Atlanta Public Schools has the most diverse portfolio of schools in the state. We have schools in some of the wealthiest neighborhoods in Georgia and schools in some of the poorest. The graph below shows that these schools have very different math achievement levels:
Use the filters on the right to select different grades, subjects, or performance metrics.
The challenge index measures the percentage of students who are either directly certified1 for free lunch or English language learners. Only about 4% of APS students are English Language Learners, so for most schools the challenge index can be thought of approximately as a measure of poverty.
Comparing schools with similar challenge indices is helpful for understanding school performance. A school that is above the trend line has higher test scores than other schools with a similar level of poverty. But of course, this view isn’t conclusive- two schools with similar challenge indices might differ in other ways that is not captured by the challenge index.
The first graph uses average test score2 to show performance. The next graph uses percentage of students scoring distinguished. Notice that this metric emphasizes differences between the low-poverty schools on the left-hand side. Click on a school to see change over time.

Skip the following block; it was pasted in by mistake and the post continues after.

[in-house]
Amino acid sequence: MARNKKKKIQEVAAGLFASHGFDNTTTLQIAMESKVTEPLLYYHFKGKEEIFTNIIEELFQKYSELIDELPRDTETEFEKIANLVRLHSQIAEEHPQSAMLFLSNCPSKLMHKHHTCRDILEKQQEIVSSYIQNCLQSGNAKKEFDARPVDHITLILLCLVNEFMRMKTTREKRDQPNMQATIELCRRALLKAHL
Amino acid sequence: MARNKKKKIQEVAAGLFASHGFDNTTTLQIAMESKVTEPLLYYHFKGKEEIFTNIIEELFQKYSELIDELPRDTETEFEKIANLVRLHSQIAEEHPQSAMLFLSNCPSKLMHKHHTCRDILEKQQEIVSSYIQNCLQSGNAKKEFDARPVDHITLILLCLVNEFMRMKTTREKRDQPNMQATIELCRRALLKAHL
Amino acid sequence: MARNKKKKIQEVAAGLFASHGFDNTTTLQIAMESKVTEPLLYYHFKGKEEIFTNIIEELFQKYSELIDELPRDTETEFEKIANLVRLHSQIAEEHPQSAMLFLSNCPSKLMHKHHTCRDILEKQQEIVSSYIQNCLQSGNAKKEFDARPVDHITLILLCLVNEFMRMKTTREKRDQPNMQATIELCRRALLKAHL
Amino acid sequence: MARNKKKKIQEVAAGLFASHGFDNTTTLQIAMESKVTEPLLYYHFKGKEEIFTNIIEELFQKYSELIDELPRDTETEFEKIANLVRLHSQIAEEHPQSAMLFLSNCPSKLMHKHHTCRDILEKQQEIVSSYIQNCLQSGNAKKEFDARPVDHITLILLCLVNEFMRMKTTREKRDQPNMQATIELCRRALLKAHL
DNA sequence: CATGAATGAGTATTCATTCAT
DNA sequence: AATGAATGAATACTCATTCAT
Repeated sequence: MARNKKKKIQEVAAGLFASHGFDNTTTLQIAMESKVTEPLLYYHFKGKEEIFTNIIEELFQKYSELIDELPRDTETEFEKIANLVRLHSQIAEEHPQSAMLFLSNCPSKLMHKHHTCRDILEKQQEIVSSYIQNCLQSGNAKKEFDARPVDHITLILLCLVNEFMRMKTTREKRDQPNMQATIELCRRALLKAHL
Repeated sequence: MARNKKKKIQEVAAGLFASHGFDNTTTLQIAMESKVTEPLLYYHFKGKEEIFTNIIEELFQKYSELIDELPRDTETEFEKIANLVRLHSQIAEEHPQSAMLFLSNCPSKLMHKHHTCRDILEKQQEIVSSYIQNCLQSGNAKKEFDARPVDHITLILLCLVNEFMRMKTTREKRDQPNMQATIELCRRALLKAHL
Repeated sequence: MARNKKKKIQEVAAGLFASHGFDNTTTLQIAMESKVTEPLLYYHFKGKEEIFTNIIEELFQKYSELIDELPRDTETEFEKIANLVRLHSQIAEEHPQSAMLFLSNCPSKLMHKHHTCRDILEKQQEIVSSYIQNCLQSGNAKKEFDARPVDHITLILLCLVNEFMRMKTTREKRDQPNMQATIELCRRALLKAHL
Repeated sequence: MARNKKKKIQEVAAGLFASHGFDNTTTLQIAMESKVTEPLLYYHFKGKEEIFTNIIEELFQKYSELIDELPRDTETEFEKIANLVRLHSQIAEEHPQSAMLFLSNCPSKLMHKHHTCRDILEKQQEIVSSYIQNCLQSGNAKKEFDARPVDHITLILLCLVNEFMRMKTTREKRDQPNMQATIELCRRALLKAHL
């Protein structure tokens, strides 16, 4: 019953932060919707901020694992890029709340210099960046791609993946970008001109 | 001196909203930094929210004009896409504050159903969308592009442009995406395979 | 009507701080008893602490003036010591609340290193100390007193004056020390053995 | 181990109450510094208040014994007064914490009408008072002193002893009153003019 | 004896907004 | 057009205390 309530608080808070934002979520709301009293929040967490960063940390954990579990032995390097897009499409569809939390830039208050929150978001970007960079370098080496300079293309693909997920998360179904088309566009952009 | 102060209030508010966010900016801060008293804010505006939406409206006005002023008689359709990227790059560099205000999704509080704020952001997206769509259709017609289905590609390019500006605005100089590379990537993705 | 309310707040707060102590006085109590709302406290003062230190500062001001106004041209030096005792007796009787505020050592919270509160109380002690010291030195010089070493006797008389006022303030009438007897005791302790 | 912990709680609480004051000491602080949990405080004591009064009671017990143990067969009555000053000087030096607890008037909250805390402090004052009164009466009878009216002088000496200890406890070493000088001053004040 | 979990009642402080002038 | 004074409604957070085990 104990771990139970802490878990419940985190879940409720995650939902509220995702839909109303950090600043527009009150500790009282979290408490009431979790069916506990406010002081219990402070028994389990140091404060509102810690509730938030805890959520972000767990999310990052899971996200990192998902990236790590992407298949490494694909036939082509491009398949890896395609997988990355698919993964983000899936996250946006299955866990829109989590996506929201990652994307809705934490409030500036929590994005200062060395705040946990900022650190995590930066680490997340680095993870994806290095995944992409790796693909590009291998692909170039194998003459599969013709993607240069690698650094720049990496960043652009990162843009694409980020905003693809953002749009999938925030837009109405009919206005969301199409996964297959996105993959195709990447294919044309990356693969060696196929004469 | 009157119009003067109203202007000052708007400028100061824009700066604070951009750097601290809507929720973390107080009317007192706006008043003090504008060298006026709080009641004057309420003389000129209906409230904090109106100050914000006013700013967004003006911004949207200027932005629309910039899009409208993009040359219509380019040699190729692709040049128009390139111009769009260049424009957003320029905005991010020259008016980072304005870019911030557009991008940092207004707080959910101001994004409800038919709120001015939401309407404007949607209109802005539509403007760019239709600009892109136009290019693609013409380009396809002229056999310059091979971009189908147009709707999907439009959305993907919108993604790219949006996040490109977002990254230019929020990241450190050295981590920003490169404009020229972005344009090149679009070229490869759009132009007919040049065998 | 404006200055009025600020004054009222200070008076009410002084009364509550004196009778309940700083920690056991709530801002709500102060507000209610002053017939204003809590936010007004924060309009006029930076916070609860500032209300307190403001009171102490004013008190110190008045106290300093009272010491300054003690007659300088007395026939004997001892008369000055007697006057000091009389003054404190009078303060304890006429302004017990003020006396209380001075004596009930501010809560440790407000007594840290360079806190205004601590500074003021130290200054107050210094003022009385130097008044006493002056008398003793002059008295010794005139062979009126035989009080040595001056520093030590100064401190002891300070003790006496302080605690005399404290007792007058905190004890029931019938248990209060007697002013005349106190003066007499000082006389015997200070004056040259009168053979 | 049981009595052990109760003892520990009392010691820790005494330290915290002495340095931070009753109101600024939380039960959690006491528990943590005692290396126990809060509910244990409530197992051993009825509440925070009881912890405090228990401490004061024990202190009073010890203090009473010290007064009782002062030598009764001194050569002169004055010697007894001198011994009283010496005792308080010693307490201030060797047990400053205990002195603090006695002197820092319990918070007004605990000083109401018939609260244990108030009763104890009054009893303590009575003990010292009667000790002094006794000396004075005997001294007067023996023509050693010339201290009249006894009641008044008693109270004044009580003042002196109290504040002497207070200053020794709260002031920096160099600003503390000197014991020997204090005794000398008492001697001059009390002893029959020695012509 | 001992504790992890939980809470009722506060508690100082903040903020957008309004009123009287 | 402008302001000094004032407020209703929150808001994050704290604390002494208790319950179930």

The next graph shows the percentage of students scoring developing and above in math. Notice that although there is a strong relationship between school-level poverty and test scores, there are schools with the same poverty level that have more than a 40-point difference in the percentage of students scoring developing and above.
The last graph shows the percentage of high school students scoring proficient and above across all subjects. Use the subject filter to see how schools compare for specific subjects.
For more information on Milestones results, see the district’s press release. To receive an email about similar posts, please subscribe to the blog.
- Students are directly certified for free lunch if their household receives state anti-poverty aid (SNAP or TANF) or if they are identified as homeless, unaccompanied youth, foster or migrant. See this link for more information.
- Average test scores are converted to normal curve equivalents (NCE) to more accurately average across grades and subjects. The district average NCE score is normed to 50 each year, so the typical school will not show NCE growth over time if it does not improve relative to other schools. The same school could show growth in percent proficient over time as the overall district percentage proficient increases.